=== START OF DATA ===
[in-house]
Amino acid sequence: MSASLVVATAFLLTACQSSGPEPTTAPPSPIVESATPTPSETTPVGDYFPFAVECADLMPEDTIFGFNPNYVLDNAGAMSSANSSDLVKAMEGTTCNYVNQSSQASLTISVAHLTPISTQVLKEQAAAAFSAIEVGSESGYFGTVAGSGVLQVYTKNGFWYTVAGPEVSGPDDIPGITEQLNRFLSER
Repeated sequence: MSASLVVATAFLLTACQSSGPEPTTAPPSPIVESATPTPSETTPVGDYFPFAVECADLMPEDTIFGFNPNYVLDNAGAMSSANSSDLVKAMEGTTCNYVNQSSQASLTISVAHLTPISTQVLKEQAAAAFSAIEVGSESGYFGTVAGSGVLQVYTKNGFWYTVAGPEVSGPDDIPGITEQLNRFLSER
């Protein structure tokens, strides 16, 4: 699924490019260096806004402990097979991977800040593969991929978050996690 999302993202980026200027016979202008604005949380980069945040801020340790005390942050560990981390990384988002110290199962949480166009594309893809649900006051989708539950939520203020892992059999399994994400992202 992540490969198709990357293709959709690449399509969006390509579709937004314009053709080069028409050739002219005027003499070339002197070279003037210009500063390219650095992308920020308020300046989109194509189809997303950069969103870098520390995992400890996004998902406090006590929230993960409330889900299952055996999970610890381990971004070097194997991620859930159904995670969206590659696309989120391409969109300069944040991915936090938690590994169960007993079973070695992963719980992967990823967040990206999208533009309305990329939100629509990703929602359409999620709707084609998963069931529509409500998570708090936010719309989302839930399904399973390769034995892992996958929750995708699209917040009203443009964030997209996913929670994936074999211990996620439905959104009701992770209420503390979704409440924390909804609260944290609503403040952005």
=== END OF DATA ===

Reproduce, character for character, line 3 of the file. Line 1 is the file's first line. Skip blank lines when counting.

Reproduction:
Repeated sequence: MSASLVVATAFLLTACQSSGPEPTTAPPSPIVESATPTPSETTPVGDYFPFAVECADLMPEDTIFGFNPNYVLDNAGAMSSANSSDLVKAMEGTTCNYVNQSSQASLTISVAHLTPISTQVLKEQAAAAFSAIEVGSESGYFGTVAGSGVLQVYTKNGFWYTVAGPEVSGPDDIPGITEQLNRFLSER